What Exactly is Obsessive Compulsive Disorder? 16 Symptoms To Look For – Vol. 376, August 25, 2016
It is amazing to me how often I hear people say that they have OCD, or they know someone who has OCD, and yet, these are people who have not a clue what they are speaking about. Why? Because they have never learned how the diagnosis is made.
The first thing that you need to know is that about 2.3% of the population will experience OCD at some point in their lives, symptoms usually occurring before the person is 20 years old.
20% of people only have the obsessive thinking. 10% have only the compulsions. While 70% have both.
When one thinks of any common psychological problem, it is really a normal feeling or emotion that has gotten blown out of proportion to the point of interfering with one’s life. In the case of OCD, we are talking about a concern about perhaps getting sick from germs to washing hands 100s of times a day, sometimes to the point of red scaly skin.
I had a young teen client many years ago who wouldn’t walk around his home without his socks on fearful of getting sick. He wouldn’t touch door knobs and made his family wait as he took a very long time showering before being driven to school in the morning. So, you can see that this problem can cause problems for the family as well as for the individual. It can cause real distress, so please more mindful of the symptoms listed below when using this term.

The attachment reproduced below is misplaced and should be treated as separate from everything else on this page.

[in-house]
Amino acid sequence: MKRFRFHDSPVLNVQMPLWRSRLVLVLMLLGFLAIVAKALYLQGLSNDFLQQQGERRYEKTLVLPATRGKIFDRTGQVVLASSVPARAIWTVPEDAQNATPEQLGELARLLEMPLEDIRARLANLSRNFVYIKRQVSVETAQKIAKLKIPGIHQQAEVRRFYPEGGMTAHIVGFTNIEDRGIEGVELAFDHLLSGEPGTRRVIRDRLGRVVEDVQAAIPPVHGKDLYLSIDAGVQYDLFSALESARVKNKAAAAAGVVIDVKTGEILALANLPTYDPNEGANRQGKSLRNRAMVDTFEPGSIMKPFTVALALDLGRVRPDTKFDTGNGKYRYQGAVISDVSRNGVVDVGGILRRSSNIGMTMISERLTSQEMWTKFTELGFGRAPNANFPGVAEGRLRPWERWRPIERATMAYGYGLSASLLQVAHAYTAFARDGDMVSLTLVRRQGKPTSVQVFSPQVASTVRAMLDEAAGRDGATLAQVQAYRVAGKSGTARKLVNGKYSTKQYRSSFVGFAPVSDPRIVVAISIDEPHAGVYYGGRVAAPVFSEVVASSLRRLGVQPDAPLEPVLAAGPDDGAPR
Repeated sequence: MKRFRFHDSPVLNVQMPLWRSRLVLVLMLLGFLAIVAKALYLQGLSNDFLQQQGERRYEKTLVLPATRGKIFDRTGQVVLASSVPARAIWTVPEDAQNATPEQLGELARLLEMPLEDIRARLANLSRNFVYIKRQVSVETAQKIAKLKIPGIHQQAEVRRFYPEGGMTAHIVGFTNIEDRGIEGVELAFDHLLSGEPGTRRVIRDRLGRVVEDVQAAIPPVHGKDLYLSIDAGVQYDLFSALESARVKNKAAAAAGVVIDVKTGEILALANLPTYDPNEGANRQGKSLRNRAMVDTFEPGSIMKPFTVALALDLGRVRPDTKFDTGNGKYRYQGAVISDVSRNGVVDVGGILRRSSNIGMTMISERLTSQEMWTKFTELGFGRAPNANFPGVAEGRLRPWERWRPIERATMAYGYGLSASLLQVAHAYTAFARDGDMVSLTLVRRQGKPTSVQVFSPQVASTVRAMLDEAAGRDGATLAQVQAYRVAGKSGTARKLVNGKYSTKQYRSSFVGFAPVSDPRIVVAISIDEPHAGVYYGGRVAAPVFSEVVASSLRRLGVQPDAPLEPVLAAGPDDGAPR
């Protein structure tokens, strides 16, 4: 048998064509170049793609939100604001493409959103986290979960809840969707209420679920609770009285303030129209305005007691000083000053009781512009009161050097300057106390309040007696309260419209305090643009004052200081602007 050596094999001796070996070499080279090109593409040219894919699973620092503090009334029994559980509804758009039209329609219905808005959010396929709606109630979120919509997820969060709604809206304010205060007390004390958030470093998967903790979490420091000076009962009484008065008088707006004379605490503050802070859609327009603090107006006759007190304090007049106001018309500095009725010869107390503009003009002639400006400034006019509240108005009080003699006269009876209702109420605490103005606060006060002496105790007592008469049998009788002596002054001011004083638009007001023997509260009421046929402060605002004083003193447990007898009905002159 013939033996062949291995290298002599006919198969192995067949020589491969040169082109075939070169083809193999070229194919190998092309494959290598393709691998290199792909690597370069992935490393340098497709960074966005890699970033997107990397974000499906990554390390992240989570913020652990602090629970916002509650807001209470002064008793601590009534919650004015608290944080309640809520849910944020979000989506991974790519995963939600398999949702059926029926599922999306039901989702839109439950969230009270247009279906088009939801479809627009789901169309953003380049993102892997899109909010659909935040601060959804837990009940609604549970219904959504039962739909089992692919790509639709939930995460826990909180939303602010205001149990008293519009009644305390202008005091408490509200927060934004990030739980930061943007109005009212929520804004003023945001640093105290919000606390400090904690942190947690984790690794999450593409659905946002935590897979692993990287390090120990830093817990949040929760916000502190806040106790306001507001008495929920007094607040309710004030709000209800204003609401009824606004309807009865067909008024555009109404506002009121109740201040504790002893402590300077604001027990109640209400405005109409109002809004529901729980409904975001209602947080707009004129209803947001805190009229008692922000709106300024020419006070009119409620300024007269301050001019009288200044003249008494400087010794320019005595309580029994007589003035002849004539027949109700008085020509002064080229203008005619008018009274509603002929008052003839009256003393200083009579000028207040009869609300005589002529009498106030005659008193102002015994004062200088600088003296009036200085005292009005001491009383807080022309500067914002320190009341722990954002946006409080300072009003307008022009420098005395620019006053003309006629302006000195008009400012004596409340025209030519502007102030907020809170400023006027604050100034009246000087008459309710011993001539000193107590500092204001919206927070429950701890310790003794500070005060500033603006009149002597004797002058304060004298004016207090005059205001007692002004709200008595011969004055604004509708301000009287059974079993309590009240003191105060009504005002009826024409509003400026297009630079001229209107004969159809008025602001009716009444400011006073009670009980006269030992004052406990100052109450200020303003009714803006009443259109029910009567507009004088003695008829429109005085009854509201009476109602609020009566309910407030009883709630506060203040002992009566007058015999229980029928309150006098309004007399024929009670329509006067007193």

1. Need for orderliness or symmetry
2. Fear of contamination by germs
3. Excessive doubt
4. Fear of sinful or evil thoughts
5. Fear of making a mistake
6. Fear of harming another person
7. Thinking about acting inappropriately or shouting obscenities
- Getting mentally “stuck”
- Repeated hand-washing, showers or bathing
- Repeating words or phrases
- Always arranging things in a certain way
- Constant counting during routine tasks
- Performing tasks a certain number of times
- Always checking on things like locks and stoves taking 10 minutes to leave or more
- Collecting or hoarding things of no value
- Pulling out hair (trichotillomania) or eyelashes
There seems to be some genetic component to this problem. Like most chronic problems OCD gets worse with stress. Medications really don’t seem to help much, though I have had some success in helping my clients to let go of their OCD. That young client got up out of the chair, and put his hand on the knob to exit the office. When he did this, his father commented – to which I told his father to observe and say nothing, allowing his son to act more normally.
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